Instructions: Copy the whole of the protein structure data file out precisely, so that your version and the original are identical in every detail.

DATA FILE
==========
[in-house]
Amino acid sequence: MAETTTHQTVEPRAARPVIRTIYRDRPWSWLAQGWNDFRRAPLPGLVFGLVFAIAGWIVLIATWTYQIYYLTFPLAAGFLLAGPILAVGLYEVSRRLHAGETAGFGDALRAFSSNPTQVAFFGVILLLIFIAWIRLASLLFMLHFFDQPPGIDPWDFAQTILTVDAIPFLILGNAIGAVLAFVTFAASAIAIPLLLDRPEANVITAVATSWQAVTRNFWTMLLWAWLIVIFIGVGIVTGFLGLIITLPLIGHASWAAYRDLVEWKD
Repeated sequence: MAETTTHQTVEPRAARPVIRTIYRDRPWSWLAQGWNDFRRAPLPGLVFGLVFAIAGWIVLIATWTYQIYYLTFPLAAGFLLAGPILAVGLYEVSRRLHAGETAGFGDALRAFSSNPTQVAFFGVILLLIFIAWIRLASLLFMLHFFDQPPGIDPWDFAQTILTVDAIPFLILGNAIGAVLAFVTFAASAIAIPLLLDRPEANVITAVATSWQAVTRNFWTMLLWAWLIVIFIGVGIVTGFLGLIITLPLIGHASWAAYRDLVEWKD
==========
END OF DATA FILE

[in-house]
Amino acid sequence: MAETTTHQTVEPRAARPVIRTIYRDRPWSWLAQGWNDFRRAPLPGLVFGLVFAIAGWIVLIATWTYQIYYLTFPLAAGFLLAGPILAVGLYEVSRRLHAGETAGFGDALRAFSSNPTQVAFFGVILLLIFIAWIRLASLLFMLHFFDQPPGIDPWDFAQTILTVDAIPFLILGNAIGAVLAFVTFAASAIAIPLLLDRPEANVITAVATSWQAVTRNFWTMLLWAWLIVIFIGVGIVTGFLGLIITLPLIGHASWAAYRDLVEWKD
Repeated sequence: MAETTTHQTVEPRAARPVIRTIYRDRPWSWLAQGWNDFRRAPLPGLVFGLVFAIAGWIVLIATWTYQIYYLTFPLAAGFLLAGPILAVGLYEVSRRLHAGETAGFGDALRAFSSNPTQVAFFGVILLLIFIAWIRLASLLFMLHFFDQPPGIDPWDFAQTILTVDAIPFLILGNAIGAVLAFVTFAASAIAIPLLLDRPEANVITAVATSWQAVTRNFWTMLLWAWLIVIFIGVGIVTGFLGLIITLPLIGHASWAAYRDLVEWKD